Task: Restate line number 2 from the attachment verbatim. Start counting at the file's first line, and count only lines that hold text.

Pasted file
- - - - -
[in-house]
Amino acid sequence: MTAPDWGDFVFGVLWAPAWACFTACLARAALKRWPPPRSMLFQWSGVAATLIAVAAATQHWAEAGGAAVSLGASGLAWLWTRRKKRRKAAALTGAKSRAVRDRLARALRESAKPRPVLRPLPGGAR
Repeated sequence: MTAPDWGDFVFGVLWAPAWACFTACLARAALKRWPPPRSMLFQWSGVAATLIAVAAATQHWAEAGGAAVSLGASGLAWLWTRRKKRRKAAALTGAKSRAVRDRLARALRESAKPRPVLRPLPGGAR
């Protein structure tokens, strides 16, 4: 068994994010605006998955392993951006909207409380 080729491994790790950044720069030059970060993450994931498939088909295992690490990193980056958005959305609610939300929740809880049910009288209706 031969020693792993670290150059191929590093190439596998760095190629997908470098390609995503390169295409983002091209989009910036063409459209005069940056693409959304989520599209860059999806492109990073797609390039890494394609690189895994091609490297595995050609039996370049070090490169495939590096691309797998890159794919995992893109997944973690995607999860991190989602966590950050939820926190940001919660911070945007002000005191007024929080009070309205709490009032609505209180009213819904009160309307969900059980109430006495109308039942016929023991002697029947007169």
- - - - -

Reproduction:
Amino acid sequence: MTAPDWGDFVFGVLWAPAWACFTACLARAALKRWPPPRSMLFQWSGVAATLIAVAAATQHWAEAGGAAVSLGASGLAWLWTRRKKRRKAAALTGAKSRAVRDRLARALRESAKPRPVLRPLPGGAR